This section is from the book "The Law Of Real Property and Other Interests In Land", by Herbert Thorn Dike Tiffany. Also available from Amazon: A Treatise on the Modern Law of Real Property and Other Interests in Land .
What are known as cross remainders are remainders which, after the limitation of particular estates to two or more persons, either in undivided shares in one piece of land, or in separate pieces of land,65 are so limited that upon the expiration of the particular estate of any one of such persons, the right to the possession of that share, which was previously vested in him or his successor in interest, will be vested in the other or others of such persons, or his or their successors in interest, with the result that finally the right of possession will be vested exclusively in one of such persons or his successor in interest, as ultimate remainderman, the estates of the others having come to an end.
As a simple instance of cross remainders, may be mentioned the case of a gift to A and B for their respective lives, or in fee tail, with remainder to A in B's share, and remainder to B in A's share. If the limitation be to A, B, and C, for their respective lives, with cross remainders between them, upon the death of A the right of possession as to A's share will pass to B and C, and upon the subsequent death of B, the right of possession as to that share, and also as to B's share, will pass to C.
64. On this theory, that a contingent remainder cannot divest a vested estate in fee simple, it has been suggested that if, after what would otherwise constitute the limitation of a contingent remainder in fee simple, there is by the same instrument a gift of a vested estate, the first limitation must be regarded as an executory devise or shifting use. 1 Preston, Estates, 83, 502; 4 Jur. N. S. pt. 2, pp. 108, 121, 133, 157, 180. As remarked by Professor Gray, however, such a view is negatived by the case of Egerton v. Massey, 3 C B. N. S. 338.
65. Challis, Real Prop. 339; 1 Preston, Estates, 94 et seq.
While the effect of the creation of cross remainders, as between persons who are given particular estates for life, is that the survivor or survivors take by way of remainder, if the gift is of particular estates in fee tail, the right of possession does not, upon the death of one, vest in the other or others, but it awaits the failure of his issue, and then it vests in the others named in the gift, or in their issue.66
In a deed, cross remainders can be created only by express limitations;67 but even there no technical language is necessary to create them, it being sufficient to say that there shall be cross remainders.68 In a will they may be implied, and their implication, if justified by the language of the devise, will usually be favored, since this is more likely to be in accordance with the testator's intention than that, upon the termination of a particular estate in one share, the right of possession as to such share should vest in his heirs or residuary devisee till the termination of the other particular estates.69 So, where land is devised to certain persons for their several lives, and, after their deaths, or after the death of the survivor of them, to other persons, the persons first named prima facie take cross-remainders, and the possession of the property does not go over to the other persons until the death of the last survivor of the first named persons, an intention to bring all the property together in him being presumed.70 And where lands are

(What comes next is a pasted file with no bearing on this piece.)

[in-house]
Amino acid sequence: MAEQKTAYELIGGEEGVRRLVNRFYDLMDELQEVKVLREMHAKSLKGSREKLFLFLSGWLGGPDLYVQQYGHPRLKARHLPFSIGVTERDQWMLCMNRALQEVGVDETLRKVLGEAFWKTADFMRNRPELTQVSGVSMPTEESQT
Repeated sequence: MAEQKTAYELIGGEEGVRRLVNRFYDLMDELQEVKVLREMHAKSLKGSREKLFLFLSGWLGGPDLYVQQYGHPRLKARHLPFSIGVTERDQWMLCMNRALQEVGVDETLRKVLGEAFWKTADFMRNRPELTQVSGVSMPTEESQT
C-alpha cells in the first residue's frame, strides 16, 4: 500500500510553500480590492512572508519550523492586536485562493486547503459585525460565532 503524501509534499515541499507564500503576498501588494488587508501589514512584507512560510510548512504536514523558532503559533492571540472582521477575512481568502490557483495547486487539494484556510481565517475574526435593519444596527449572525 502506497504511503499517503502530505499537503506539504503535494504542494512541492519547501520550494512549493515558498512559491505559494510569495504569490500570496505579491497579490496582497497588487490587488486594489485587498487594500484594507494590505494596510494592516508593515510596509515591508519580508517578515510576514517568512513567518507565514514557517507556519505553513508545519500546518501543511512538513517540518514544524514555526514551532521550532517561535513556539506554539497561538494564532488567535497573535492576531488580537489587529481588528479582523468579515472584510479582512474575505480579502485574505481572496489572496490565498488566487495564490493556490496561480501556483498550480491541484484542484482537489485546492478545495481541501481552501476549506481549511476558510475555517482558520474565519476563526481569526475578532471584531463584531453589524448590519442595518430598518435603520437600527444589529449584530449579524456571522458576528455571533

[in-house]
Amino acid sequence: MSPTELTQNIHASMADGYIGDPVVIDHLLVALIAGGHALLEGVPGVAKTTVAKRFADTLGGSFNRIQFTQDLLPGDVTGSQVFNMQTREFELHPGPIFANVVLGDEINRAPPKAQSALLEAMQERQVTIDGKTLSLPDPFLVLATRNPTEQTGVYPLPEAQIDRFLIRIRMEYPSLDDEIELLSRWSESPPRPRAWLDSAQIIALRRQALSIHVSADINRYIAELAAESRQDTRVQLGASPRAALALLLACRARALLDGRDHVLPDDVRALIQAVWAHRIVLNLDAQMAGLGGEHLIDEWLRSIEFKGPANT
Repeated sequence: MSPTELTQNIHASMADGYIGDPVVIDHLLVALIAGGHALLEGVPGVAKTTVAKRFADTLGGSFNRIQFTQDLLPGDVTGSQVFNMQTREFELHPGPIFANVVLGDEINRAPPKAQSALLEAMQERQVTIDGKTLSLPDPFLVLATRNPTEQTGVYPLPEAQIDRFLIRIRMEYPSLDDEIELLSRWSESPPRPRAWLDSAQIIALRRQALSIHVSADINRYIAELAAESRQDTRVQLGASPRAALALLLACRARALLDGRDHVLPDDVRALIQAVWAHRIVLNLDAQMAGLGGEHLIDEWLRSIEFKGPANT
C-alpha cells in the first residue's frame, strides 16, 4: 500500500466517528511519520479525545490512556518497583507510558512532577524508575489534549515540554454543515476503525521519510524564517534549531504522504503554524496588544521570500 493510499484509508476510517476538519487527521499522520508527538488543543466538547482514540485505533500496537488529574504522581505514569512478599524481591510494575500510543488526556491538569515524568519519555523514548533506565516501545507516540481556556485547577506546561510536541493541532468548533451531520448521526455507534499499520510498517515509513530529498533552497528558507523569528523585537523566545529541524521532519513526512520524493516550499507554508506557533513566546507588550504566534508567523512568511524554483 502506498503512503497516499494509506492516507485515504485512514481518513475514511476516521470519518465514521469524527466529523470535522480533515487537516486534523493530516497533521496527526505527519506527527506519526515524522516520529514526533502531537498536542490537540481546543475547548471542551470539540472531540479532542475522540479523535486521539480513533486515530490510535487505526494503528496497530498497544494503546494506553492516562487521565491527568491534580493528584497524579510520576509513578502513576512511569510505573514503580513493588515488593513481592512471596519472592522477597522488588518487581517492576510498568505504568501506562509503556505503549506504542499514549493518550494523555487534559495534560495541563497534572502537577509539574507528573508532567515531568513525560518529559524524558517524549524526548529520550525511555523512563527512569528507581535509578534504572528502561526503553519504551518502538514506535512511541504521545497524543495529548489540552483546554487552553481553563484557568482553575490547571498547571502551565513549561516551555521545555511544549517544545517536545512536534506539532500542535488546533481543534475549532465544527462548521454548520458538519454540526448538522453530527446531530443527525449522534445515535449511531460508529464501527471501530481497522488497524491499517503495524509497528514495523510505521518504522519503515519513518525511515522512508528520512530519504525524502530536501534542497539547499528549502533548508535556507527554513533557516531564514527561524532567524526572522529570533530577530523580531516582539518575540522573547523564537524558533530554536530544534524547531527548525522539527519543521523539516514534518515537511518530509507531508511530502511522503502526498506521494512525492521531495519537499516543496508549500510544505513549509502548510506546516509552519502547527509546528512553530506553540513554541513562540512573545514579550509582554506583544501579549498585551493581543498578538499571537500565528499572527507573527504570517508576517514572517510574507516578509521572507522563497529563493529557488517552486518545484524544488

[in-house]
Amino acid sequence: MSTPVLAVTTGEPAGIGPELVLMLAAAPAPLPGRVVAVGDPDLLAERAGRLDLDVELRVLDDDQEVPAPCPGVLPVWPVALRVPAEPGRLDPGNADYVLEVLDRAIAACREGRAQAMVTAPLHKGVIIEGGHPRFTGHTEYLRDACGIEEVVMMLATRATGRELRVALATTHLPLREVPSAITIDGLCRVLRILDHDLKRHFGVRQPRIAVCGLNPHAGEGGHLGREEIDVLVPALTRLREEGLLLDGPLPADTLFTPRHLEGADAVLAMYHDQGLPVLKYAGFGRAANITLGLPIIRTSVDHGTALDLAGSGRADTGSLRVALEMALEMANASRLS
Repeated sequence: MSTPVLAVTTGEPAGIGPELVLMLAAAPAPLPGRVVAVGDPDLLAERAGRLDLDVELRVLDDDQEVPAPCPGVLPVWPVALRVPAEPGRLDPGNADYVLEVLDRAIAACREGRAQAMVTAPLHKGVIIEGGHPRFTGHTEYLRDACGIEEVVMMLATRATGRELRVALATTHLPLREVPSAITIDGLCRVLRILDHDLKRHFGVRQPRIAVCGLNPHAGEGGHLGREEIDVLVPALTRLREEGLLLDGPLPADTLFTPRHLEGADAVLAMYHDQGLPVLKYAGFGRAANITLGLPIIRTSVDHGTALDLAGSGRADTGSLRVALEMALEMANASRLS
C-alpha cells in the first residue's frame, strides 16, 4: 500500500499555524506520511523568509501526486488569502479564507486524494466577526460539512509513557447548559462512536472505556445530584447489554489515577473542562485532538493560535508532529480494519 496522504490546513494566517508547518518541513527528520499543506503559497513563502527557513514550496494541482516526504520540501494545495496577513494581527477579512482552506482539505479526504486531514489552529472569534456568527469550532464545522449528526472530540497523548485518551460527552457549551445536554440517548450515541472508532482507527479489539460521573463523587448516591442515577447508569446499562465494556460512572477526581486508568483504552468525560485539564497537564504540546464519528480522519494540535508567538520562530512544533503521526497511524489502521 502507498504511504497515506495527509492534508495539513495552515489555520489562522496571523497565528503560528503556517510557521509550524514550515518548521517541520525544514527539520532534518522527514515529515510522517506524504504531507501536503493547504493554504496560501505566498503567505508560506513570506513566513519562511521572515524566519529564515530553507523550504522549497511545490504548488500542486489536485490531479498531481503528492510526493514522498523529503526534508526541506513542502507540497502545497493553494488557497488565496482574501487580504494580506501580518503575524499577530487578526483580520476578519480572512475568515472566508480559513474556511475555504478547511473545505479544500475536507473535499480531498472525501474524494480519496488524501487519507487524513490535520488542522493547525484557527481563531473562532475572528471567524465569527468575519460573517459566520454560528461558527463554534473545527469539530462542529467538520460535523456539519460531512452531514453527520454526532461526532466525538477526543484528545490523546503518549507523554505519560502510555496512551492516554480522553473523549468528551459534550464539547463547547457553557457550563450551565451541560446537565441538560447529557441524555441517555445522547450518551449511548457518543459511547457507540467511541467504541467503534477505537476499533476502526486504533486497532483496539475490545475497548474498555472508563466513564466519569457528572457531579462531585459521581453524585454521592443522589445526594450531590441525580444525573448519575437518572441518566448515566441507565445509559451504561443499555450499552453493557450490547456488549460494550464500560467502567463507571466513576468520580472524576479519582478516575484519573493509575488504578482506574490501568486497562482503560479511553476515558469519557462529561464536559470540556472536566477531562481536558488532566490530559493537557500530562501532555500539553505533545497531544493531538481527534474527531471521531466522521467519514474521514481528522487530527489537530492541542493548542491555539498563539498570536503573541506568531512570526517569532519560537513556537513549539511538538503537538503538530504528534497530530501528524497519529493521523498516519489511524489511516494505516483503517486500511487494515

66. Challis, Real Prop. 339.
67. Co. Litt. 195, Buller's note; 4 Cruise, Dig. tit. 32, c. 21, Sec.Sec. 60-62; Doe d. Tanner v. Dorvell, 5 Term R. 518; Bohon v. Bohon, 78 Ky. 408. But see cases cited in note 30, Harv. Law. Rev. at p. 187.
68. Doe d. Watts v. Waine-wright, 5 Term Rep. 427.
69. 2 Jarman, Wills, c. 42; Asheley v. Asheley, 6 Sim. 358; Lillibridge v. Adie, 1 Mason, 224; Hungerford v. Anderson, 4 Day
(Conn.) 368; Smith v. Usher, 108
Ga. 231, 33 S. E. 876; Bohon v. Bohon, 78 Ky. 408; Hoxton v. Archer, 3 Gill. & J. 199; Henry v. Henderson, 103 Miss. 48, 60 So. 33.
70. Ashley v. Ashley, 6 Sim. 358; Glover v. Stillson, 56 Conn. 316; Smith v. Usher, 108 Ga. 231; Dow v. Doyle, 103 Mass. 489; Kerr v. Verner, 66 Pa. St. 326. The authorities bearing on the question of when cross remainders will be implied as between life tenants devised to several persons, with a limitation over to another on an indefinite failure of their issue, cross remainders are implied, giving a right of possession to the others of such persons, after the termination of the respective estates tail in each by the failure of his issue, provided, of course, estates tail are, in that jurisdiction, to be regarded as existing under such circumstances.71
Cross remainders are ordinarily vested and not contingent,72 but they may be contingent, as in the case of such remainders in favor of the members of a class, no one of which is in existence.